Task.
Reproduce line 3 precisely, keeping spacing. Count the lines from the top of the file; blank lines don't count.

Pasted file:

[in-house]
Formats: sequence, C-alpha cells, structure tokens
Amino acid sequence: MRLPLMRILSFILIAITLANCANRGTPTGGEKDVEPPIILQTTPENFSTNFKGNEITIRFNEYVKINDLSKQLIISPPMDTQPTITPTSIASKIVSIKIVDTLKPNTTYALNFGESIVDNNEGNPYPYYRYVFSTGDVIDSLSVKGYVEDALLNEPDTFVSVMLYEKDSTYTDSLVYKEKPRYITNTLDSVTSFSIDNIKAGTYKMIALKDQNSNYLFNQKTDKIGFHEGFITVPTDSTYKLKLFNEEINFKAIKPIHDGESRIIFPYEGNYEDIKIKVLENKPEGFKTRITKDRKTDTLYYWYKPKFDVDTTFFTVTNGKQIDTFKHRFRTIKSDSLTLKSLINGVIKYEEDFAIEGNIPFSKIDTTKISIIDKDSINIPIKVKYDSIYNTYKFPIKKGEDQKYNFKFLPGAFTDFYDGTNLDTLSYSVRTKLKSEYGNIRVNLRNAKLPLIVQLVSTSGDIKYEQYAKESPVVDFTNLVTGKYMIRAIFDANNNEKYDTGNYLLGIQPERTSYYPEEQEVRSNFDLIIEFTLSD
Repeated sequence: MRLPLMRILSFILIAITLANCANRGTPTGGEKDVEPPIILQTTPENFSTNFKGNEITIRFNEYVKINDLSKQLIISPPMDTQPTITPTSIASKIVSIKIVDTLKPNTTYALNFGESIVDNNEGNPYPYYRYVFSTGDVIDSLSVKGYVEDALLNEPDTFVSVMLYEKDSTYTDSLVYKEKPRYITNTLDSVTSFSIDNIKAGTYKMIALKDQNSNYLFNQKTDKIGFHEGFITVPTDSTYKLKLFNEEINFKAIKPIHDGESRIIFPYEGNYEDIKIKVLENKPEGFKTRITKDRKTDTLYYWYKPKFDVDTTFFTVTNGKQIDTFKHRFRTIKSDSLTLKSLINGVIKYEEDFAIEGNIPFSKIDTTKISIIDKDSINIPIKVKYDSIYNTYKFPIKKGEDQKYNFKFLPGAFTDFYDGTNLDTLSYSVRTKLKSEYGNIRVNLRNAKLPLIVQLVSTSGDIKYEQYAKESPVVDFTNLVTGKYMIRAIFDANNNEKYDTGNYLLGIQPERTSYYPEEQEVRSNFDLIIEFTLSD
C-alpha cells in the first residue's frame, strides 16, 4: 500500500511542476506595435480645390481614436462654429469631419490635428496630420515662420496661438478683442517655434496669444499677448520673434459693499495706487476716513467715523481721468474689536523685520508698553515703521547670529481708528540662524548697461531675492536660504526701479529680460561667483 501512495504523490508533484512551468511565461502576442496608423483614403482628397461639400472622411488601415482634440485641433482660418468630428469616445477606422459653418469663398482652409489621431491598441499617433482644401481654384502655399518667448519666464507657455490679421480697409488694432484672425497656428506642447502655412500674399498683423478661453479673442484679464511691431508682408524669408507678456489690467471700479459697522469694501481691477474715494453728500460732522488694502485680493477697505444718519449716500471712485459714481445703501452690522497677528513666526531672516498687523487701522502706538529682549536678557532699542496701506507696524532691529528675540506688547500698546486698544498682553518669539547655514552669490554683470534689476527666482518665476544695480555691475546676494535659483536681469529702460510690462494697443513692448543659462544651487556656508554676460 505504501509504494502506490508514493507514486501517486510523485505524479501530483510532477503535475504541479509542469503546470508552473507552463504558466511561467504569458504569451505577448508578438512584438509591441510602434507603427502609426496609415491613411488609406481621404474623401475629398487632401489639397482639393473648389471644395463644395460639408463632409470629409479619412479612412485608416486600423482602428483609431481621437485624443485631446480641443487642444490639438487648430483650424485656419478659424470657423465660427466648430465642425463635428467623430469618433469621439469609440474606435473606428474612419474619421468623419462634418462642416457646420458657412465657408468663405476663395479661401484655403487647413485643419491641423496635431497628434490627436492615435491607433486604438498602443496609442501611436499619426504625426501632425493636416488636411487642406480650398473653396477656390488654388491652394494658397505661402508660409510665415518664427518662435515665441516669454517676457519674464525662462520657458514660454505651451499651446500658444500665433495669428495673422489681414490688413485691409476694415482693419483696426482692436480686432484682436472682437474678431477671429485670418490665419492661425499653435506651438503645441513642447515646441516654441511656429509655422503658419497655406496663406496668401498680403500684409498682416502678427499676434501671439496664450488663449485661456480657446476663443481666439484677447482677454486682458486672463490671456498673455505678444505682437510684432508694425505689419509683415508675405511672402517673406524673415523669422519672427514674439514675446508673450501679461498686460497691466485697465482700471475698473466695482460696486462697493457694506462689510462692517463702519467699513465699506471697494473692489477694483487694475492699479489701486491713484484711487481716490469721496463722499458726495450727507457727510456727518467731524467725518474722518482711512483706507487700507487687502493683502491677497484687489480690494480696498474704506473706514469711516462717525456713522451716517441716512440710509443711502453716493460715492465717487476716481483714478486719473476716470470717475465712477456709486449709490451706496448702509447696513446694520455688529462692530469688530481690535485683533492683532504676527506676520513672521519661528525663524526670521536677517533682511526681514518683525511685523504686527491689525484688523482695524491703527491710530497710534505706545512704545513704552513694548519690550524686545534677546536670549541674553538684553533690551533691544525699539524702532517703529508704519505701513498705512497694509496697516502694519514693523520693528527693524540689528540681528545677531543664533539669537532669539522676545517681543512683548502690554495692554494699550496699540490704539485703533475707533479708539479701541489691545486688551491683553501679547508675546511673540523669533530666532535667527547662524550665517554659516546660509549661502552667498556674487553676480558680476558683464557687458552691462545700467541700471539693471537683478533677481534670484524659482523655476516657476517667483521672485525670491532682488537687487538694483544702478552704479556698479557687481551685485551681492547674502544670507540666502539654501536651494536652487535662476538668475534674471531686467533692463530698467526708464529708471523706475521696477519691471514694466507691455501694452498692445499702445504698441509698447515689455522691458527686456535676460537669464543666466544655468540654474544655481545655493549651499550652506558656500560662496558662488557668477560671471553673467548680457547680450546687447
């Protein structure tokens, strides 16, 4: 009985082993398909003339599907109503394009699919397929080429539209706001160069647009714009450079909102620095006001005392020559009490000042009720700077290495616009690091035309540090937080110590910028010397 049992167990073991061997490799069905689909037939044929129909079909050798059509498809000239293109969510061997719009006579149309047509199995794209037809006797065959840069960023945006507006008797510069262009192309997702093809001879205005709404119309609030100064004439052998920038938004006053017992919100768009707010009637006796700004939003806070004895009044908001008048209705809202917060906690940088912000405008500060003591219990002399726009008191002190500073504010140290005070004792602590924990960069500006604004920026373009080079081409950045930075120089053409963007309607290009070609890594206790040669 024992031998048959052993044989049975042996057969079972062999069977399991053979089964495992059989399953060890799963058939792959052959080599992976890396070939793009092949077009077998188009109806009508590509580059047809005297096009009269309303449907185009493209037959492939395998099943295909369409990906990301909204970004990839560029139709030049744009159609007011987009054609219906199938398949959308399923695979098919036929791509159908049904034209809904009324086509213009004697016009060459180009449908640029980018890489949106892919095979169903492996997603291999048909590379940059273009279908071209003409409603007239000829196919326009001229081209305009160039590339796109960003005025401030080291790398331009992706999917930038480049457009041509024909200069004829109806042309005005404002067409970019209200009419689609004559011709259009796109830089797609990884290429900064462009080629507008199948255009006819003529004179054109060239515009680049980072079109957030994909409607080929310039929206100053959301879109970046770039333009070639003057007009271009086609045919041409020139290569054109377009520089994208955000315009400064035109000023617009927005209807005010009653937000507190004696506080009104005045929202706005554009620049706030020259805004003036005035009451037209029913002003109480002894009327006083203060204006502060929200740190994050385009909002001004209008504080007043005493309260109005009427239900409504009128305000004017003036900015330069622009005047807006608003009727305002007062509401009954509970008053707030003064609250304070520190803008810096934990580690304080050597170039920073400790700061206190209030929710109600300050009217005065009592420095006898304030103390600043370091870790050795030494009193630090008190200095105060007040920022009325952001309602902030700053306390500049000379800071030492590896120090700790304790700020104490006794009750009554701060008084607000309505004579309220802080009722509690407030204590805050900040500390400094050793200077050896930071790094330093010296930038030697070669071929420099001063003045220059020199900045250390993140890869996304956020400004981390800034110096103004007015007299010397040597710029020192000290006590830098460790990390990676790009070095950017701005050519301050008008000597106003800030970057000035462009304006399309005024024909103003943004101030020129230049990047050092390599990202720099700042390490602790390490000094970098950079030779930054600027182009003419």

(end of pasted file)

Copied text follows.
Amino acid sequence: MRLPLMRILSFILIAITLANCANRGTPTGGEKDVEPPIILQTTPENFSTNFKGNEITIRFNEYVKINDLSKQLIISPPMDTQPTITPTSIASKIVSIKIVDTLKPNTTYALNFGESIVDNNEGNPYPYYRYVFSTGDVIDSLSVKGYVEDALLNEPDTFVSVMLYEKDSTYTDSLVYKEKPRYITNTLDSVTSFSIDNIKAGTYKMIALKDQNSNYLFNQKTDKIGFHEGFITVPTDSTYKLKLFNEEINFKAIKPIHDGESRIIFPYEGNYEDIKIKVLENKPEGFKTRITKDRKTDTLYYWYKPKFDVDTTFFTVTNGKQIDTFKHRFRTIKSDSLTLKSLINGVIKYEEDFAIEGNIPFSKIDTTKISIIDKDSINIPIKVKYDSIYNTYKFPIKKGEDQKYNFKFLPGAFTDFYDGTNLDTLSYSVRTKLKSEYGNIRVNLRNAKLPLIVQLVSTSGDIKYEQYAKESPVVDFTNLVTGKYMIRAIFDANNNEKYDTGNYLLGIQPERTSYYPEEQEVRSNFDLIIEFTLSD